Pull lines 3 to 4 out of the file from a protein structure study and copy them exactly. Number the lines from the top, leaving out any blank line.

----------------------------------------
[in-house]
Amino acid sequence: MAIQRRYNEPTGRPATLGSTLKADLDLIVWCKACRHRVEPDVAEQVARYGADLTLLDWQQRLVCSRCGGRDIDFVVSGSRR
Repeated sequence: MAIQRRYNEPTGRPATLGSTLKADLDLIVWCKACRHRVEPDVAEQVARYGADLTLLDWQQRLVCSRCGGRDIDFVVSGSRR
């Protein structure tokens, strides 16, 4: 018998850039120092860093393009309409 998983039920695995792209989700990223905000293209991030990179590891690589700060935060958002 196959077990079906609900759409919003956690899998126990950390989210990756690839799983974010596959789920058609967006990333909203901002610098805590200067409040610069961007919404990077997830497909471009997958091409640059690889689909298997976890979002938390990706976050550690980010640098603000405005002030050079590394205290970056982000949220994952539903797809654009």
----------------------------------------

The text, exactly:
Repeated sequence: MAIQRRYNEPTGRPATLGSTLKADLDLIVWCKACRHRVEPDVAEQVARYGADLTLLDWQQRLVCSRCGGRDIDFVVSGSRR
């Protein structure tokens, strides 16, 4: 018998850039120092860093393009309409 998983039920695995792209989700990223905000293209991030990179590891690589700060935060958002 196959077990079906609900759409919003956690899998126990950390989210990756690839799983974010596959789920058609967006990333909203901002610098805590200067409040610069961007919404990077997830497909471009997958091409640059690889689909298997976890979002938390990706976050550690980010640098603000405005002030050079590394205290970056982000949220994952539903797809654009």